“In a serene sky / a rumble / as a Pentecost.” It’s by this verse, composed in the brief Japanese poetic form, the haiku, of which he is a master, that Thomas Aquinas Manyo Maeda commented on Pope Francis’ decision to include him in the College of Cardinals. The Archbishop of Osaka, who was born in the Archdiocese of Nagasaki and was also Pastor at Hiroshima — the two martyred cities of nuclear folly — confided to L’Osservatore Romano on July 20, 2018, in an interview where he speaks of the role of the Church in Japan, in an increasingly secularized country.
Here is our translation of the interview.
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What did you do when you learned that the Pope gave you the red hat?
At first, I was perplexed and, prey to astonishment, I wondered: why me? I’m not qualified! Without thinking, I composed the verse “In a serene sky / a rumble / as a Pentecost,” because this announcement was truly a thunderbolt in a serene sky. After a moment, I thought that, if it was the work of the Spirit, that same Spirit would also give me the strength to accomplish the task; and recalling the Gospel phrase ”At your word I will let down the nets,” I decided to accept, with humility, the engagement that was asked of me.
What are the main challenges that the Church in Japan must address?
The fact that the number of faithful doesn’t increase and the decrease of vocations of priests and consecrated is the most urgent issue. To halt this tendency, I believe that it’s necessary that the faithful, the clerics and the Religious be always more aware of the importance to live their faith in joy. If one lives this joy of the faith, I’m certain that the number of Catholics will increase, as well as the number of vocations to the priesthood and the consecrated life. Above all, it’s urgent to evangelize the ecclesial community itself. In fact, although it knows how to intervene, because of a lack of courage or out of modesty, it appears incapable of reacting. On the other hand, I also believe that it’s important to re-appropriate in a certain way the method of the time known as missionary, perhaps by finding new ways of expression of the missionary method, such as the missionary zeal of that time.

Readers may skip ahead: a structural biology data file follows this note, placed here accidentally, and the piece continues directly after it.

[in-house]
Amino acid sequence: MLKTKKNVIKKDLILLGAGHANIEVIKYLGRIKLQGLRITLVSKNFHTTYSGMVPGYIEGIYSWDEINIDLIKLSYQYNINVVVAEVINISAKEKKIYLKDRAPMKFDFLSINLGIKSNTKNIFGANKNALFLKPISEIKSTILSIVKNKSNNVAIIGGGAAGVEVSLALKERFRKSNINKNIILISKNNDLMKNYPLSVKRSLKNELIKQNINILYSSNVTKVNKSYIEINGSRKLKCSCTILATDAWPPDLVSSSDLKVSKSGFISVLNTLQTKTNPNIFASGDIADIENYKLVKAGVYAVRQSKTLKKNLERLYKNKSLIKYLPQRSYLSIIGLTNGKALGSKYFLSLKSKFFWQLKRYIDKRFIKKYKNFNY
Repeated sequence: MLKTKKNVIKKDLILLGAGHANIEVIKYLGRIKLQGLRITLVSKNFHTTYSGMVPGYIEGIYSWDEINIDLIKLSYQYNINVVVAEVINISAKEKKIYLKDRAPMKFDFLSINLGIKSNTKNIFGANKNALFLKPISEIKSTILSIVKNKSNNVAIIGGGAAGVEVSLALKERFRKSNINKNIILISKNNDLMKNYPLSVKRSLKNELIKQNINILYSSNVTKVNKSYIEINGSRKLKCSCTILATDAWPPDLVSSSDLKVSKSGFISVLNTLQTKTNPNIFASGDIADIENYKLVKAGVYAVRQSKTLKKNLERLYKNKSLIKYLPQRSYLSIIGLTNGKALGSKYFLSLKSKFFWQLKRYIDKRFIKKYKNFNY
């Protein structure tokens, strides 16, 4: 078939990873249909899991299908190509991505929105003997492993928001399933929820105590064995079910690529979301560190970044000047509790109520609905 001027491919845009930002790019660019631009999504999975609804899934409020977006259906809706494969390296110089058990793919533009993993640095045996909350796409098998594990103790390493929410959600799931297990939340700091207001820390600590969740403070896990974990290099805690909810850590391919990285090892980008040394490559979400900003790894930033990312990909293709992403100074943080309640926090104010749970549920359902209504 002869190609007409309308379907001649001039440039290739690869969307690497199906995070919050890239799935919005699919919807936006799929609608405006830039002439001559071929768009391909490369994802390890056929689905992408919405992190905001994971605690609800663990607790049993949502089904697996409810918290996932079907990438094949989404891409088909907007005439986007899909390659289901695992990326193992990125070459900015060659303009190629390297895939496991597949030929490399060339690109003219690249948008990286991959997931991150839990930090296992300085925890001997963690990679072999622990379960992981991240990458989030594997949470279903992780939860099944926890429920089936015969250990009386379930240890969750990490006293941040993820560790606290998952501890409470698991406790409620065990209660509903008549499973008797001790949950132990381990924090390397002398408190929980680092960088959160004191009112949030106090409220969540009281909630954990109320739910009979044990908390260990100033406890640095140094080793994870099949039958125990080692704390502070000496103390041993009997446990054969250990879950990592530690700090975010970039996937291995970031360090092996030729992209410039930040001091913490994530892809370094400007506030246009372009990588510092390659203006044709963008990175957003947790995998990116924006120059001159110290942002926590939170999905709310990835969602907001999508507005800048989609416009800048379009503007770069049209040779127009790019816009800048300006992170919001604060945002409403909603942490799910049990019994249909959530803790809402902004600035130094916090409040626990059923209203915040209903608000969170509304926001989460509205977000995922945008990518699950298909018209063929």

What is the role of education in the context of Christian witness in a country where Catholics are a minority?
I think that the realm of education is the privileged milieu for the spread of the Gospel among young people. In the past, up to some forty years ago, a very high number of Baptisms were celebrated thanks to the schools. Today, this happens rarely. Not only is there little inclination to administer the Sacraments of Initiation but there is even a certain abstention from giving religion lessons. At school and in the Universities, as elsewhere, it’s necessary to transmit the Gospel with more courage. To do that, it’s important to form qualified Catholic teachers.
What is the situation in the inter-religious dialogue?
At the heart of the national Episcopal Conference, there is a specific Department that addresses this and, in each diocese, there is a Committee in charge of organizing exchange activities and dialogue with other religions. For instance, for the promotion of peace, there were numerous initiatives in collaboration with representatives of Buddhism and Shintoism; prayer vigils are held periodically together. However, I think it’s important to note that dialogue should already be practiced in everyday life. In a same family, there are persons that belong to different religions. It’s moving to observe how these persons live, respecting one another mutually, in seeking the will of God. I find it important to consider the dialogue also from this point of view.